J-PARC NEWS March 2020 (Issue #179)
■Mr. Shunsuke Makimura Won the "Best Presentation Award for Opening New Frontier" at SCIENCE ACADEMY OF TSUKUBA (SAT) Technology Showcase 2020 (January 24, Tsukuba International Congress Center)
Mr. Shunsuke Makimura (KEK engineer) is a member of the COMET experiment * in Hadron section of J-PARC center. He received the "Best Presentation Award for Opening New Frontier" at the SAT Technology Showcase 2020 organized by the Science Academy of Tsukuba. This award is given to a research theme that is recognized as the greatest advancement of a new field through selection from many poster presentations in various fields. Mr. Makimura gave a presentation on the research and development of "Toughened Fine-Grained Recrystallized tungsten alloy", which is used for target material to produce muons. The recrystallization embrittlement of tungsten takes place in high temperature by protons-irradiation and causes failure of the target. The tungsten alloy is developed to solve the challenging problem: recrystallization embrittlement.
* The COMET (COherent Muon to Electron Transition) experiment is an international joint experiment, with the goal of discovering new laws of physics using muons at the Hadron Experimental Facility.
■Mystery of Ice Revealed by Neutron Diffraction Experiments -Changes in hydrogen migration patterns caused various abnormalities under high pressure- (March 10, Press Release)
Ice is known to have various crystal structures with different arrangements of water molecules, depending on temperature and pressure. Among these structures, "Ice VII", which is stable over a wide pressure range of 2 GPa or more, is reported to exhibit anomalous behavior near 10 GPa. The anomaly was suggested to be related to hydrogen motion in the crystal structure, but the details have not been well understood. Neutron diffraction experiments are very useful for investigating such behavior. Dr. Komatsu, associate professor at the University of Tokyo, and his collaborators have investigated the kinetics of the transformation from ice VII to ice VIII which is accompanied by hydrogen movement at high-pressure neutron PLANET beamline, and found that the transformation rate becomes the slowest near 10 GPa. By analyzing the rate with the model in which the transformation occurs by translational and rotational diffusion of water molecules, they found that the previously reported anomaly is explainable by slowing down of rotational motion and acceleration of the translational one with pressure and resulting cross over around 10 GPa. The same phenomena may be observed in other substances with hydrogen bonds; thus, this finding is expected to promote further researches of hydrogen bonded materials.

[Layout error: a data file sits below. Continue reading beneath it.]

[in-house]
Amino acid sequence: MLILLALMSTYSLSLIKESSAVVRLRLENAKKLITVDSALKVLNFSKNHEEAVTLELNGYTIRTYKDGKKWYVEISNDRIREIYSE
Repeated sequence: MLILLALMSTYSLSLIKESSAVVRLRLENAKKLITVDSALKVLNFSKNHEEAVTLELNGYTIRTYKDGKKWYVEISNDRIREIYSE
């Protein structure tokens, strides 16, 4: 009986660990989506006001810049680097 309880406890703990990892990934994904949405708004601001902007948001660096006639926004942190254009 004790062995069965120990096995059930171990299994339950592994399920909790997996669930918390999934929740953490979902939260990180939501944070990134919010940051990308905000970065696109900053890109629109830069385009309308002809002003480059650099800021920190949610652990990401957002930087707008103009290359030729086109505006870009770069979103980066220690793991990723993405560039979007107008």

■Elucidation of Ion Conduction Mechanism of Fluoride Ion Conductive Solid Electrolyte -The challenge of creating innovative storage batteries that surpass the performance of lithium-ion batteries- (March 12, Press Release)
Fluoride shuttle batteries are one of the leading candidates for innovative storage batteries (post-lithium-ion), which are expected to make a significant contribution to solving current energy issues. The key to this innovation is the development of an electrolyte material that allows fluoride ions, which are the carriers of electricity, to move quickly. Barium fluoride (BaF2) has an advantage of being able to withstand high voltage, which is important for battery performance, while it is a substance that does not readily allow flow of fluoride ions (low fluoride ion conductivity). Yet it has been acknowledged that with partial replacement of barium (Ba) with lanthanum (La), the fluoride ion conductivity dramatically improves. Associate Professor Mori of Kyoto University, Associate Professor Mineshige of the University of Hyogo, and Project Associate Professor Saito of the Institute for Materials Structure Science, High Energy Accelerator Research Organization (KEK), accurately determined the crystal structure of the Ba0.6La0.4F2.4 solid electrolyte by using SPICA (Special Environment Neutron Powder Diffractometer) for storage battery research at J-PARC. Neutron diffraction is useful for locating light elements such as fluorine. Also, the researchers succeeded in visualizing fluorine ion conduction pathways using data analysis software Z-Code (developed by KEK). As a result, it was discovered that a mechanism based on "interstitialcy diffusion," in which fluoride ions present at interstitial sites (non-regular locations of atoms, see Figure F2) push out fluoride ions at regular locations (F1), allows the fluorine ions to flow in the conduction pathway. This result is expected to make a major contribution to the development of electrolyte materials for fluoride shuttle batteries.